Incidentally, as you may not be altogether astonished to hear, the title of this novel was changed: it was released as CARRY ME HOME. Hey, we writers have to pick our battles.

Second, if you are interested in pitching to Ms. Fowler, I suspect that it would be VERY prudent to check out her work at Excite and WebMD, at least enough to be able to conduct a reasonably well-informed conversation about it. Aside from the fact that it is always flattering when new acquaintances are already familiar with your work (you didn’t think I was going to all the trouble of listing agents’ recent sales just for the FUN of it, did you?), Internet publishing is a new enough facet of the publishing industry that writers’ conferences don’t tend to see a whole lot of experts on it. If you have any ambitions in that direction, Ms. Fowler might be a great connection for you to make.

I’m looking over the other sales Ms. Fowler has made in the last three years, and I have to say, she is apparently GENUINELY SERIOUS about liking quirky projects. Note, too, the recurring college theme:

NF: Health: Stella Mora-Henry, R.N. with Ann Convery’s THE EXPERT’S GUIDE TO LONG TERM CARE, “a comprehensive guide filled with personal stories to help caregivers make compassionate, informed decisions and tackle the toughest long-term care issues.” (William Morrow, sold 2004; I would have categorized this under Aging, but hey, I’m not the person who organizes the industry databases. Thank goodness.); Erika B. Hilliard, MSW, RSW’s SHY AND SUCCESSFUL: A Comprehensive Guide to Managing Shyness and Social Anxiety, “for consumer and therapists about shyness and social anxiety, as the author challenges the stigmatization of social anxiety and shyness in our culture and offers compassionate, alternative views.” (Marlowe & Company, sold 2004)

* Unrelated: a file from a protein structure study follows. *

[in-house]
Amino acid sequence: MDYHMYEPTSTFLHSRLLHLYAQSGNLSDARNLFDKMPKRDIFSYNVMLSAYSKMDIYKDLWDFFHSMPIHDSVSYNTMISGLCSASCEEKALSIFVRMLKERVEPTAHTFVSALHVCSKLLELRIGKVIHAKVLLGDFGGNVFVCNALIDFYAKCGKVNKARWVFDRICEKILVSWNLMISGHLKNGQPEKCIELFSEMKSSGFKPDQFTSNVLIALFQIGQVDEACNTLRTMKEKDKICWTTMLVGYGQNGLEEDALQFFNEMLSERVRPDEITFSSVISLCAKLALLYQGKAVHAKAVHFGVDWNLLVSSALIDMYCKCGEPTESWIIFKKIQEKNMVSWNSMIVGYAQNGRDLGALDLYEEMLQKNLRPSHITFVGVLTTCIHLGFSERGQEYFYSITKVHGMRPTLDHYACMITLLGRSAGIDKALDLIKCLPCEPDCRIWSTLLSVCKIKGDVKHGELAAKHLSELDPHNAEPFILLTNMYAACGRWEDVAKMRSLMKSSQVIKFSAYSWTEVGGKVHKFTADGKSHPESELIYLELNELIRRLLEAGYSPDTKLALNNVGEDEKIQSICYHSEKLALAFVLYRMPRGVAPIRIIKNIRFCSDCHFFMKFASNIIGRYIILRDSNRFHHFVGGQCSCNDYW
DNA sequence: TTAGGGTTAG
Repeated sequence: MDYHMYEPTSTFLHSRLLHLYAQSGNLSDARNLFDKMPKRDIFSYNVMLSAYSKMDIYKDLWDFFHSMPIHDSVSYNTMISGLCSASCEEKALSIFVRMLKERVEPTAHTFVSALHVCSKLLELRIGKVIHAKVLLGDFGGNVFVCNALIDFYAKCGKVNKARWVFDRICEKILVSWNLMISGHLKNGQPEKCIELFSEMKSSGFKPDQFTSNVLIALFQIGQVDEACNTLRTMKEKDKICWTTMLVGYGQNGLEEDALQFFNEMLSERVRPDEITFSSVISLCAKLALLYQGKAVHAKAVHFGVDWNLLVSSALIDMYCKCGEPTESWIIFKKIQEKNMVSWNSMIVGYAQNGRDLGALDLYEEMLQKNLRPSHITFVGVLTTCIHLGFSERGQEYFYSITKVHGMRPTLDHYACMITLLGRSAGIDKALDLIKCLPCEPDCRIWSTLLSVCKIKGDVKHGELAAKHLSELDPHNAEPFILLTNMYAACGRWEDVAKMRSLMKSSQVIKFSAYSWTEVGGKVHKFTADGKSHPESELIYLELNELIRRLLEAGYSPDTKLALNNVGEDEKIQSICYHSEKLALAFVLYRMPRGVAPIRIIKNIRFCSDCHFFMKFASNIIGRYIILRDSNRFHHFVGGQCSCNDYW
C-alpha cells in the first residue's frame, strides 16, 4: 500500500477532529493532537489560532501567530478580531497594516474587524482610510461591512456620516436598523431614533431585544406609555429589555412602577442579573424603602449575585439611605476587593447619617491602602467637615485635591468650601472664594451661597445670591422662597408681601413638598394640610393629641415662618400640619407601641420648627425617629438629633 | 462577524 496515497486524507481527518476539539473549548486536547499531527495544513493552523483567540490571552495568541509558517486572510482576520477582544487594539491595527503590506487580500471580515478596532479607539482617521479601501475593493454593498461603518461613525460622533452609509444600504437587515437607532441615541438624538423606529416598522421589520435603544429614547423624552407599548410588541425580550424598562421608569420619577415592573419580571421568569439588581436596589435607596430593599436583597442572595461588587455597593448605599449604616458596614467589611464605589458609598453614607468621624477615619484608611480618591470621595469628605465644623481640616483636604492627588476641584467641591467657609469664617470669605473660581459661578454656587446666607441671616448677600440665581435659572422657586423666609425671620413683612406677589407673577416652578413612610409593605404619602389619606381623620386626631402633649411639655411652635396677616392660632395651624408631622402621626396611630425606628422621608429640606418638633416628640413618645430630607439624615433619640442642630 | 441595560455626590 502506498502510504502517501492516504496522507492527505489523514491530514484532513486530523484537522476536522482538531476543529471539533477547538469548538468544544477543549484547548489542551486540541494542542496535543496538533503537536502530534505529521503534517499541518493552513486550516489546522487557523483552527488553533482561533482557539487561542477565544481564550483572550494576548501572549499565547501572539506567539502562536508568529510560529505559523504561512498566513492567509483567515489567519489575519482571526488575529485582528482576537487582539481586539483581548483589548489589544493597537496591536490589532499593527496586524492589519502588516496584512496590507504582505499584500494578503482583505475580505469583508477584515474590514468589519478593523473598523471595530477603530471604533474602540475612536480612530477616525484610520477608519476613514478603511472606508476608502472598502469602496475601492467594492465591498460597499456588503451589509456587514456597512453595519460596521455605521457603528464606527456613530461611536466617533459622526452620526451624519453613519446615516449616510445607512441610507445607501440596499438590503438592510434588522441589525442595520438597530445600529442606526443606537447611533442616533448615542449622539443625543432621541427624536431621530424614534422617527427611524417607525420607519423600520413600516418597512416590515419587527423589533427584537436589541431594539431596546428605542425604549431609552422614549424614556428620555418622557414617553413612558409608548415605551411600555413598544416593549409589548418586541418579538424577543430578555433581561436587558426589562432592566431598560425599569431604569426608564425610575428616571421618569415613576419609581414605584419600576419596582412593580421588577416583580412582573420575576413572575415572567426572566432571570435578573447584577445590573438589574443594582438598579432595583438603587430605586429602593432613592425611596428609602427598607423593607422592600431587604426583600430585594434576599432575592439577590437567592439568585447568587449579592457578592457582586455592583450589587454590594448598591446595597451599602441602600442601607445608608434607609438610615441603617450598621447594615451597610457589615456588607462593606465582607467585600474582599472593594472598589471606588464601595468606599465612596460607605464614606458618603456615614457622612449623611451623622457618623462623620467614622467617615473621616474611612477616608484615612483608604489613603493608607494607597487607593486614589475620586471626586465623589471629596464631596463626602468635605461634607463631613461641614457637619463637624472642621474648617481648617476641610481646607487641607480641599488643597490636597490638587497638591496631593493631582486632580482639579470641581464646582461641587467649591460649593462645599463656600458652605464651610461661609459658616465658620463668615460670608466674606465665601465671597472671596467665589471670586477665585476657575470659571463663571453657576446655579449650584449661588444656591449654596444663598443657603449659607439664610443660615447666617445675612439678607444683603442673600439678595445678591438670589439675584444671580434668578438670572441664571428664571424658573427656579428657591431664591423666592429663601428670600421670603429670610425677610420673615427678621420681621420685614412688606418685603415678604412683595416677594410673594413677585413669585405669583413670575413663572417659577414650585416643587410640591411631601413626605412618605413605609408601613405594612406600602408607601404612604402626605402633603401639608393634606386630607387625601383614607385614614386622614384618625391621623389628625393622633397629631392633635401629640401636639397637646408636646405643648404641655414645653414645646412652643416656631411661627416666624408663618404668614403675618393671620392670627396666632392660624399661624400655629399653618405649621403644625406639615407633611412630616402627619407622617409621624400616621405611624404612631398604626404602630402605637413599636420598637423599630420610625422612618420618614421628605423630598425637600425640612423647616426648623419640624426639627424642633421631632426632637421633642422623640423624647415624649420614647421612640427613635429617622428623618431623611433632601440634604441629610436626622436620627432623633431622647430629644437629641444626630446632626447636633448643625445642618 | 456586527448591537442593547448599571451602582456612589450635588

NF: Food and Cooking: Marcel and Shannon Biro’s THE KITCHENS OF BIRO COOKBOOK, “a companion cookbook by the stars of the upcoming national PBS restaurant reality and cooking series The Kitchens of Biro.” (Gibbs Smith, sold 2004); Restaurateur Sondra Bernstein’s THE GIRL & THE FIG COOKBOOK, “wine country-inspired French recipes and more from her restaurants, two of Sonoma County’s favorites.” (Simon & Schuster, sold 2003)

NF: Pop Culture: Whitney Shroyer, Letitia Walker, and Michael Traister’s THE SECRET LIVES OF SOCK MONKEYS: Daily Life at the Red Heel Monkey Shelter, “capturing an actual society of sock monkeys, including dioramic photos filled with humor and a bit of social commentary.” (Chamberlain Bros., 2005; I suspect that this MAY also have fallen under the category “quirky projects.”); Susan Marg’s LAS VEGAS WEDDINGS: History, Gossip, a touch of Elvis, and even a Chapel Guide, “a pop culture book about the creation, rise, myth and lore of Las Vegas weddings.” (William Morrow, sold 2003; this is another I strongly suspect of quirkiness.)

Another quirky project, this one technically categorized as NF: Other (hey, I told you, I don’t make up these categories!): Natasha Kogan’s THE DARING FEMALE GUIDE TO ECSTATIC LIVING, “a self-help book with an attitude that dares women to get as much as possible out of every aspect of their lives, with fun, inspirational, and practical dares, and filled with personal stories.”(Hyperion, sold 2004)

NF: Parenting: BLINDSIDED BY A DIAPER, edited by Dana Bedford Hilmer, “an anthology of original essays from notable writers, including Susan Cheever, Greg Behrendt, and Molly Jong-Fast, about the ups and downs and chaos in a couple’s relationship after baby arrives, and how to keep the partnership on track with a new little bundle of joy in the house.” (Three Rivers Press, sold 2006); Andy Steiner’s SPILLED MILK: Breastfeeding Adventures and Advice from Less-Than-Perfect Moms, “for and about ordinary mothers and their breastfeeding experiences, offering advice and solace from a variety of sources, with a sense of humor.” (Rodale, sold 2003)

NF: Reference: Natasha Kogan and Avi Spivak’s Students Helping Students six-book series, including Fishing for a Major, Have No Career Fear, Surviving Your Freshman Year, and Getting through College Without Going Broke, “all guides written and edited by college students and recent grads and full of advice on how to survive and succeed in college and beyond.” (Perigee, sold 2004)